ESQ: A showbiz guy who always seems to be working, it seems. What’s an average day for Christopher Walken?

CW: “Hopefully I'm getting ready for a part. But being an actor is always precarious. I was prepping for a film towards the end of last year and around Christmas they announced the money hadn't turned up. It's particularly frustrating for a guy like me who takes so long to learn lines. I'm best when I'm getting ready to do something. Particularly since I have no hobbies. I don't play golf or tennis. I don't have kids. I don't like to travel.”

ESQ: What about a dog?

CW: “No, but I do have a cat called Flapjack.”

ESQ: How fussy are you about the roles you take on?

CW: “Only to the extent that I don't want to play a character I've done too many times already. Or if I don't think I'd be very good in that part. But otherwise I like to say yes.”

ESQ: You began your career in musical theatre. How much has that informed how you approach acting?

CW: “Musical theatre includes the audience more. For me the audience is another character in the film or play. I'm always aware of it. I suppose I have an unusual approach to acting: I never paid attention to punctuation in school and I ignore it in scripts. I've been confronted by writers for turning a statement into a question – and for passing stage directions by. Instead I ask myself what my character wants in each scene.”

ESQ: You even talk like a dancer – two-two four; three-three four. Is there a rhythm in your head when you talk?

CW: “Absolutely! I'm very aware of that rhythm. It's constantly there.”

ESQ: Your accent is an unusual hybrid, almost as though English is your second language…

CW: “That's a good point. When I was growing up in Queens almost all the kids were first generation – their parents came from Italy, Germany, Poland. I grew up listening to people who spoke English in a disjointed way, who were often searching for a word. My dad always spoke German at the bakery he worked in.”

ESQ: And your mother never lost her Glaswegian accent...

CW: “That is true also. I love Scotland. This is a predictable thing to say, but when I go there it feels like coming home. I could settle down there and be quite comfortable. I've always liked the rain.”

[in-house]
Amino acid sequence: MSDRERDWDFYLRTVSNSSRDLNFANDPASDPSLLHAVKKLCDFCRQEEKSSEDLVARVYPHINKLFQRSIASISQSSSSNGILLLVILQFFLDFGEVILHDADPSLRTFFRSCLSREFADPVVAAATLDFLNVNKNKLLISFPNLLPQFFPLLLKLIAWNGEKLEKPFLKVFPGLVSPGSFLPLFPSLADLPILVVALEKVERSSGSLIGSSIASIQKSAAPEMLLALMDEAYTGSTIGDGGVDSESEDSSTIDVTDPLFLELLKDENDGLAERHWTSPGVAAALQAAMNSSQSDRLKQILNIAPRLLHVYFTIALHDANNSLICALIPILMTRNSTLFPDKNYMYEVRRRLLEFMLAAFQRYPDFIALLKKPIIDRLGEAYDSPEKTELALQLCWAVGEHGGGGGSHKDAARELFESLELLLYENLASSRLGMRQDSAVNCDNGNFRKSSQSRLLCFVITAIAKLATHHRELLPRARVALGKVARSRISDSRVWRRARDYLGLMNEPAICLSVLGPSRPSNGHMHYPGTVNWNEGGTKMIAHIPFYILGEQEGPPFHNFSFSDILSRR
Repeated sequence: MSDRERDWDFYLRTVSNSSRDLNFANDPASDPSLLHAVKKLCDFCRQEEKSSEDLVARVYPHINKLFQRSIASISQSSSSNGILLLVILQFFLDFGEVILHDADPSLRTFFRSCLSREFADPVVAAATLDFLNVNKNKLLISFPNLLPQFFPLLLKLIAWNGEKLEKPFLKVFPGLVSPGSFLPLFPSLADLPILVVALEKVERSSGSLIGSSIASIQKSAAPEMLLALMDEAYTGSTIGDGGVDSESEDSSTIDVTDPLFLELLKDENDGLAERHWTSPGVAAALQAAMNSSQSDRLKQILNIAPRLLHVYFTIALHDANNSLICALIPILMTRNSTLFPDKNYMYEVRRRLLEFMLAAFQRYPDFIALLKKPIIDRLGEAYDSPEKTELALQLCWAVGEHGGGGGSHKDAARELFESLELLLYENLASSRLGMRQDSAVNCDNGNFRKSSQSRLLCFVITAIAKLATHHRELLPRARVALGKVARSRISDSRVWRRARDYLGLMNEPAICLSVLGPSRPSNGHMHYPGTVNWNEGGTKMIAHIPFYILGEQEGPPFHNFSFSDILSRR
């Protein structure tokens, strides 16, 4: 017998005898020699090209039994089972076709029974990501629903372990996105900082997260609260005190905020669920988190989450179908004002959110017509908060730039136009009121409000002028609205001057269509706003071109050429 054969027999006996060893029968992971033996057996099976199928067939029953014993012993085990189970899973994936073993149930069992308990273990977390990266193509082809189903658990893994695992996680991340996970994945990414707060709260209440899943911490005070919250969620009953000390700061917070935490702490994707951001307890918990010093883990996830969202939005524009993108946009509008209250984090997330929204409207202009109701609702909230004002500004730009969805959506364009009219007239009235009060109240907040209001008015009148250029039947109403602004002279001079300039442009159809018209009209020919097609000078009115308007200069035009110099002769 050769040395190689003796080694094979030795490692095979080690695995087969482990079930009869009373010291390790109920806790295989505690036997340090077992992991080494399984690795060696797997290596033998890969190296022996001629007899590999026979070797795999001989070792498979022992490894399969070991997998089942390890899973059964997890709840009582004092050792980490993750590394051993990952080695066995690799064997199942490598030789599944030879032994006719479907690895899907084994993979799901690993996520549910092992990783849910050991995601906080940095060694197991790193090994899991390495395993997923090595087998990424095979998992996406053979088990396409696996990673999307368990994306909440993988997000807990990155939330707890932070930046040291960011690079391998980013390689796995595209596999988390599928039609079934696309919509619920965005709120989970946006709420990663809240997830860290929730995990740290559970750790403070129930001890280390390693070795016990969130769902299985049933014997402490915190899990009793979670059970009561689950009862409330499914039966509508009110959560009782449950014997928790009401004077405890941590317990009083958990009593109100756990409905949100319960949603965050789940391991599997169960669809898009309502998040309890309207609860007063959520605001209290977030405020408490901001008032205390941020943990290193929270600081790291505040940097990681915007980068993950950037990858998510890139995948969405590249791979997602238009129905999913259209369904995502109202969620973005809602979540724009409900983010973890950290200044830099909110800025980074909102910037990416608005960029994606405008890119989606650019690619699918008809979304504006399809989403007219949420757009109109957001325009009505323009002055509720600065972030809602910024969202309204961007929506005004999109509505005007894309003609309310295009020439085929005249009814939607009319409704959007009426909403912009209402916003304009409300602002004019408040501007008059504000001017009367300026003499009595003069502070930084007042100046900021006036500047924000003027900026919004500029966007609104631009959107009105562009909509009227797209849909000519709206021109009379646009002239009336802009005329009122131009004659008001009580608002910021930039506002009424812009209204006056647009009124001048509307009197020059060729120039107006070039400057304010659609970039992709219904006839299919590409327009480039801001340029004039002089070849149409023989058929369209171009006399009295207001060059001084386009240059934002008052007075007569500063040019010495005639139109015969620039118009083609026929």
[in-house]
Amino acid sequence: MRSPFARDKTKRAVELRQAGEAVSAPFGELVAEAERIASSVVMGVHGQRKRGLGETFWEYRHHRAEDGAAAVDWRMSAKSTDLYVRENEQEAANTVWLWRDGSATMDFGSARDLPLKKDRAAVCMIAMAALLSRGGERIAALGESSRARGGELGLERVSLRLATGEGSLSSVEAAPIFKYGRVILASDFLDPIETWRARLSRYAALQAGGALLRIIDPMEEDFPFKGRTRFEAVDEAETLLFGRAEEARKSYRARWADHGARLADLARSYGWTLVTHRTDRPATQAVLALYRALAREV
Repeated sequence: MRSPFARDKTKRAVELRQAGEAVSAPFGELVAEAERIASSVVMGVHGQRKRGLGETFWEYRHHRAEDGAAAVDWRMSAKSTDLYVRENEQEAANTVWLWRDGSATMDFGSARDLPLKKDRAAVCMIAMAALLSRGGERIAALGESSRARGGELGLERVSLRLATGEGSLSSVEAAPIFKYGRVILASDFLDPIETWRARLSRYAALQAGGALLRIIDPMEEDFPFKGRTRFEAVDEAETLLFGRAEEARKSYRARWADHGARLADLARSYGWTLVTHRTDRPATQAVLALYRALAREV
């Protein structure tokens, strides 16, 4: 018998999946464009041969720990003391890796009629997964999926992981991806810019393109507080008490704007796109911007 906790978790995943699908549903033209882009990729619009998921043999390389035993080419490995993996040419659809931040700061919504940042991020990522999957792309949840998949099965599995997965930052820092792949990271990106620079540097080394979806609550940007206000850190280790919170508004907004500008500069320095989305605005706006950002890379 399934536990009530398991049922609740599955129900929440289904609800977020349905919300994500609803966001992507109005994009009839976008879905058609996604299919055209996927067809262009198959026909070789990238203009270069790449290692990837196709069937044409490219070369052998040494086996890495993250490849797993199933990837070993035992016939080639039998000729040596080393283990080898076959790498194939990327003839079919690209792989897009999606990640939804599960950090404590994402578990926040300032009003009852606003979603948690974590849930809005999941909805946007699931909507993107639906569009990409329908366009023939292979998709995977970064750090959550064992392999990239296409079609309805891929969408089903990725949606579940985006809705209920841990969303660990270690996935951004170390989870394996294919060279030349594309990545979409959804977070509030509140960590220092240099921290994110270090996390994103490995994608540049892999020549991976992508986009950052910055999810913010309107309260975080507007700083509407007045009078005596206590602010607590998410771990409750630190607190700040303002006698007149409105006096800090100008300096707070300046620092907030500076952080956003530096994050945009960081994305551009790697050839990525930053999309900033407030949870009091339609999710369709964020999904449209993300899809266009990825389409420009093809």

ESQ: Would you consider doing a play in London, if asked?

CW: “Sure. I'd always get on a plane to work. I did a play in New York a few years ago by the Irish playwright Martin McDonagh. It was called A Behanding in Spokane. There was talk of it coming to London, but the idea just evaporated."

ESQ: Do you ever tire of playing eccentric bad guys?

CW: “I play a lot of villains, but mostly with detachment. You can't take those roles too seriously. But you do have to be careful not to wear out your welcome and be repetitive. I'd like to play a granddad. Somebody the kids come to for advice. I'd like to play a good guy.”

ESQ: I‘ve found footage of you in Hawaii Five-0 in 1970 and on The Jonathan Ross Show reading out the lyrics to Lady Gaga's “Poker Face” a deadpan voice…

CW: You're talking about the internet, I suppose? I don't have a computer, or a cell phone. I'm a Luddite. As for “Poker Face”: I went on that show to do an interview and was handed a sheet of paper. I didn't even know what I was reading. I read it like a menu. As a matter of fact I didn't even know who Lady Gaga was.

ESQ: Would it be fair to say you feel cut off from the modern world?

CW: “I live in a place that's a bit isolated. When you get older you're not aware of all sorts of things, like new music. There's lots of stuff that just doesn't come under my radar.”

ESQ: Why did you agree to dance in the video to Fatboy Slim’s “Weapon of Choice”?

CW: “I liked everything about it. I think Spoke Jonze had seen me tap dance in Dennis Potter's film Pennies from Heaven. I met Norman Cook once and he was very nice. He seemed like a doctor. There was nothing rock & roll about him as I recall.”


Page Eight will be repeated at 9pm on BBC Two on 15 March. Turks & Caicos will be shown on BBC Two at 9pm on 20 March, followed by Salting the Battlefield, the finale of the Worricker trilogy, on 27 March